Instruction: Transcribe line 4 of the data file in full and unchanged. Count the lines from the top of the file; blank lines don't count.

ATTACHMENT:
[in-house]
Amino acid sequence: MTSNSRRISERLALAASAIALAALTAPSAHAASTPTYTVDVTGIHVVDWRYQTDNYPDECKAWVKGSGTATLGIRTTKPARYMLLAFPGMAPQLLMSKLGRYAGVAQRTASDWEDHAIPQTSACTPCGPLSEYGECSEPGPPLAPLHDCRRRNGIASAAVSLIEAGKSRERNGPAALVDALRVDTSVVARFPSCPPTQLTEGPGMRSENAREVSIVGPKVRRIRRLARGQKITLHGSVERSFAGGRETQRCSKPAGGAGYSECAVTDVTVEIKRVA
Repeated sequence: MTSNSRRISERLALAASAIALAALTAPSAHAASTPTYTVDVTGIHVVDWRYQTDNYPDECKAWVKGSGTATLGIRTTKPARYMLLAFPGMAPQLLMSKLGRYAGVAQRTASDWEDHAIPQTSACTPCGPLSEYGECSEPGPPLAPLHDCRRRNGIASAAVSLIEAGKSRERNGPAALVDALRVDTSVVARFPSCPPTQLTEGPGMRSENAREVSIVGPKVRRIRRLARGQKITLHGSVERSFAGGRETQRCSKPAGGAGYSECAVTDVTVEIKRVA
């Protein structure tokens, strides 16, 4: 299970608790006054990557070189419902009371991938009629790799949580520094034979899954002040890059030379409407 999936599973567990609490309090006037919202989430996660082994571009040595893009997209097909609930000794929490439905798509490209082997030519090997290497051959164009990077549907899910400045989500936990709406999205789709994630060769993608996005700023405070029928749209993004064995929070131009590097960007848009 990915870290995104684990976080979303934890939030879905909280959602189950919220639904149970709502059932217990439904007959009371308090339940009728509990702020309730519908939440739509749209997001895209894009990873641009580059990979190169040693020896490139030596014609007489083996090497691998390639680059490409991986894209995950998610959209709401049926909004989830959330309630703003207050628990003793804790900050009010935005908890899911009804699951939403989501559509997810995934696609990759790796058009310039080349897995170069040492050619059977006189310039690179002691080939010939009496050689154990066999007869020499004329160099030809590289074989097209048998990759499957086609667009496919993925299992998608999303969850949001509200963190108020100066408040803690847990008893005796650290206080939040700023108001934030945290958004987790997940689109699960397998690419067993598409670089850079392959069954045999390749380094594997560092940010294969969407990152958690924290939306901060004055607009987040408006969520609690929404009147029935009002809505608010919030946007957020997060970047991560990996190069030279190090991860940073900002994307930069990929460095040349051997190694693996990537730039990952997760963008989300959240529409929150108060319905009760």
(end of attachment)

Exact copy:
């Protein structure tokens, strides 16, 4: 299970608790006054990557070189419902009371991938009629790799949580520094034979899954002040890059030379409407 999936599973567990609490309090006037919202989430996660082994571009040595893009997209097909609930000794929490439905798509490209082997030519090997290497051959164009990077549907899910400045989500936990709406999205789709994630060769993608996005700023405070029928749209993004064995929070131009590097960007848009 990915870290995104684990976080979303934890939030879905909280959602189950919220639904149970709502059932217990439904007959009371308090339940009728509990702020309730519908939440739509749209997001895209894009990873641009580059990979190169040693020896490139030596014609007489083996090497691998390639680059490409991986894209995950998610959209709401049926909004989830959330309630703003207050628990003793804790900050009010935005908890899911009804699951939403989501559509997810995934696609990759790796058009310039080349897995170069040492050619059977006189310039690179002691080939010939009496050689154990066999007869020499004329160099030809590289074989097209048998990759499957086609667009496919993925299992998608999303969850949001509200963190108020100066408040803690847990008893005796650290206080939040700023108001934030945290958004987790997940689109699960397998690419067993598409670089850079392959069954045999390749380094594997560092940010294969969407990152958690924290939306901060004055607009987040408006969520609690929404009147029935009002809505608010919030946007957020997060970047991560990996190069030279190090991860940073900002994307930069990929460095040349051997190694693996990537730039990952997760963008989300959240529409929150108060319905009760």